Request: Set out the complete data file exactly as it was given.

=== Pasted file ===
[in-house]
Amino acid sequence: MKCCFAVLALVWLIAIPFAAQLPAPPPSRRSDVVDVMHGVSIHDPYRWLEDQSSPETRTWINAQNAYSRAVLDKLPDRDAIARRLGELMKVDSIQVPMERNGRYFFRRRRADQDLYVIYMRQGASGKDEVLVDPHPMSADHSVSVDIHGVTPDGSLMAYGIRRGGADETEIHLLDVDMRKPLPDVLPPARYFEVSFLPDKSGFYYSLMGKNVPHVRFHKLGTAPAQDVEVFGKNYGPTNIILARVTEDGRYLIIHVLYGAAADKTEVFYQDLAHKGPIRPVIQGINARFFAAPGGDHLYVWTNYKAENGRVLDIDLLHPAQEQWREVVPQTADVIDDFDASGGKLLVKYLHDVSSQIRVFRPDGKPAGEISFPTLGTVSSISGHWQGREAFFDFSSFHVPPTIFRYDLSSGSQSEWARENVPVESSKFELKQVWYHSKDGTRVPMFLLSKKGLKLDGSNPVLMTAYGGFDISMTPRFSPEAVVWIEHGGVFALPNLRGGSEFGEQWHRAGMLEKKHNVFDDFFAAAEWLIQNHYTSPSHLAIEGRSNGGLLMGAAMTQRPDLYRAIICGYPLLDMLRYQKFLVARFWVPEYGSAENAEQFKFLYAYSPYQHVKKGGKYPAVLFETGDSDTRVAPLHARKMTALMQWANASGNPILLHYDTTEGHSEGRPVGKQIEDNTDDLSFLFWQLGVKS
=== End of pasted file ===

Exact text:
[in-house]
Amino acid sequence: MKCCFAVLALVWLIAIPFAAQLPAPPPSRRSDVVDVMHGVSIHDPYRWLEDQSSPETRTWINAQNAYSRAVLDKLPDRDAIARRLGELMKVDSIQVPMERNGRYFFRRRRADQDLYVIYMRQGASGKDEVLVDPHPMSADHSVSVDIHGVTPDGSLMAYGIRRGGADETEIHLLDVDMRKPLPDVLPPARYFEVSFLPDKSGFYYSLMGKNVPHVRFHKLGTAPAQDVEVFGKNYGPTNIILARVTEDGRYLIIHVLYGAAADKTEVFYQDLAHKGPIRPVIQGINARFFAAPGGDHLYVWTNYKAENGRVLDIDLLHPAQEQWREVVPQTADVIDDFDASGGKLLVKYLHDVSSQIRVFRPDGKPAGEISFPTLGTVSSISGHWQGREAFFDFSSFHVPPTIFRYDLSSGSQSEWARENVPVESSKFELKQVWYHSKDGTRVPMFLLSKKGLKLDGSNPVLMTAYGGFDISMTPRFSPEAVVWIEHGGVFALPNLRGGSEFGEQWHRAGMLEKKHNVFDDFFAAAEWLIQNHYTSPSHLAIEGRSNGGLLMGAAMTQRPDLYRAIICGYPLLDMLRYQKFLVARFWVPEYGSAENAEQFKFLYAYSPYQHVKKGGKYPAVLFETGDSDTRVAPLHARKMTALMQWANASGNPILLHYDTTEGHSEGRPVGKQIEDNTDDLSFLFWQLGVKS